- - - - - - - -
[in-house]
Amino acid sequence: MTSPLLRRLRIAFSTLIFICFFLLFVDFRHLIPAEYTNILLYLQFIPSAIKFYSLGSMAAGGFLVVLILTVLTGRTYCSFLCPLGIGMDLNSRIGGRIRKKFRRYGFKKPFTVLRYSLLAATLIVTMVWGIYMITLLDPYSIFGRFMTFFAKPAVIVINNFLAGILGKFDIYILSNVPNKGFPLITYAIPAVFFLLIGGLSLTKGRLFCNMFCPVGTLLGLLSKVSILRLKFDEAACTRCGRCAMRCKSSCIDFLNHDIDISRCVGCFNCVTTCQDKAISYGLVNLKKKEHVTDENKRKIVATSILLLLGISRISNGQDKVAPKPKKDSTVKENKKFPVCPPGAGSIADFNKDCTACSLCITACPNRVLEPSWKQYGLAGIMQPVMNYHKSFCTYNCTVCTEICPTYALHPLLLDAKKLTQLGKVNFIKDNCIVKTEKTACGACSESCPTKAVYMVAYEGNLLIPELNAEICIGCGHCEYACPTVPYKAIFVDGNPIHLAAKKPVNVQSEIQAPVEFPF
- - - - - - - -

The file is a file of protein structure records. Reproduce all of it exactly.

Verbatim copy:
[in-house]
Amino acid sequence: MTSPLLRRLRIAFSTLIFICFFLLFVDFRHLIPAEYTNILLYLQFIPSAIKFYSLGSMAAGGFLVVLILTVLTGRTYCSFLCPLGIGMDLNSRIGGRIRKKFRRYGFKKPFTVLRYSLLAATLIVTMVWGIYMITLLDPYSIFGRFMTFFAKPAVIVINNFLAGILGKFDIYILSNVPNKGFPLITYAIPAVFFLLIGGLSLTKGRLFCNMFCPVGTLLGLLSKVSILRLKFDEAACTRCGRCAMRCKSSCIDFLNHDIDISRCVGCFNCVTTCQDKAISYGLVNLKKKEHVTDENKRKIVATSILLLLGISRISNGQDKVAPKPKKDSTVKENKKFPVCPPGAGSIADFNKDCTACSLCITACPNRVLEPSWKQYGLAGIMQPVMNYHKSFCTYNCTVCTEICPTYALHPLLLDAKKLTQLGKVNFIKDNCIVKTEKTACGACSESCPTKAVYMVAYEGNLLIPELNAEICIGCGHCEYACPTVPYKAIFVDGNPIHLAAKKPVNVQSEIQAPVEFPF